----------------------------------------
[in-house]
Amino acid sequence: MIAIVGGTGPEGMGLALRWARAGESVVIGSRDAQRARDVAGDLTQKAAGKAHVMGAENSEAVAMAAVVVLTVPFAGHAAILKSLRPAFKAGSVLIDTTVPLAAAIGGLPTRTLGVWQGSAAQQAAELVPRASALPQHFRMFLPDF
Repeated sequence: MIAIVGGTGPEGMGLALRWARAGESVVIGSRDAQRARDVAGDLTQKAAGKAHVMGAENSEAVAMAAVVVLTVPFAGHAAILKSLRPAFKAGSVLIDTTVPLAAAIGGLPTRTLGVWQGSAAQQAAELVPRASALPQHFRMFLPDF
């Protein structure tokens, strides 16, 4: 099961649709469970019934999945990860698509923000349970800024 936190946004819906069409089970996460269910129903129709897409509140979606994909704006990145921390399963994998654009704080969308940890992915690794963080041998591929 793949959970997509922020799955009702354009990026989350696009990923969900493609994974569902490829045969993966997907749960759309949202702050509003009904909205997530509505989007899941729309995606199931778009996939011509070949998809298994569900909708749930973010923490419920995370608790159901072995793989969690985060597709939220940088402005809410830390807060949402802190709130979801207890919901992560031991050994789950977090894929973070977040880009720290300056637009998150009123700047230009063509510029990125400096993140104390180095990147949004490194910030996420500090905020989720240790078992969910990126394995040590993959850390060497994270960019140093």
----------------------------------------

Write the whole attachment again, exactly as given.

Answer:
[in-house]
Amino acid sequence: MIAIVGGTGPEGMGLALRWARAGESVVIGSRDAQRARDVAGDLTQKAAGKAHVMGAENSEAVAMAAVVVLTVPFAGHAAILKSLRPAFKAGSVLIDTTVPLAAAIGGLPTRTLGVWQGSAAQQAAELVPRASALPQHFRMFLPDF
Repeated sequence: MIAIVGGTGPEGMGLALRWARAGESVVIGSRDAQRARDVAGDLTQKAAGKAHVMGAENSEAVAMAAVVVLTVPFAGHAAILKSLRPAFKAGSVLIDTTVPLAAAIGGLPTRTLGVWQGSAAQQAAELVPRASALPQHFRMFLPDF
């Protein structure tokens, strides 16, 4: 099961649709469970019934999945990860698509923000349970800024 936190946004819906069409089970996460269910129903129709897409509140979606994909704006990145921390399963994998654009704080969308940890992915690794963080041998591929 793949959970997509922020799955009702354009990026989350696009990923969900493609994974569902490829045969993966997907749960759309949202702050509003009904909205997530509505989007899941729309995606199931778009996939011509070949998809298994569900909708749930973010923490419920995370608790159901072995793989969690985060597709939220940088402005809410830390807060949402802190709130979801207890919901992560031991050994789950977090894929973070977040880009720290300056637009998150009123700047230009063509510029990125400096993140104390180095990147949004490194910030996420500090905020989720240790078992969910990126394995040590993959850390060497994270960019140093």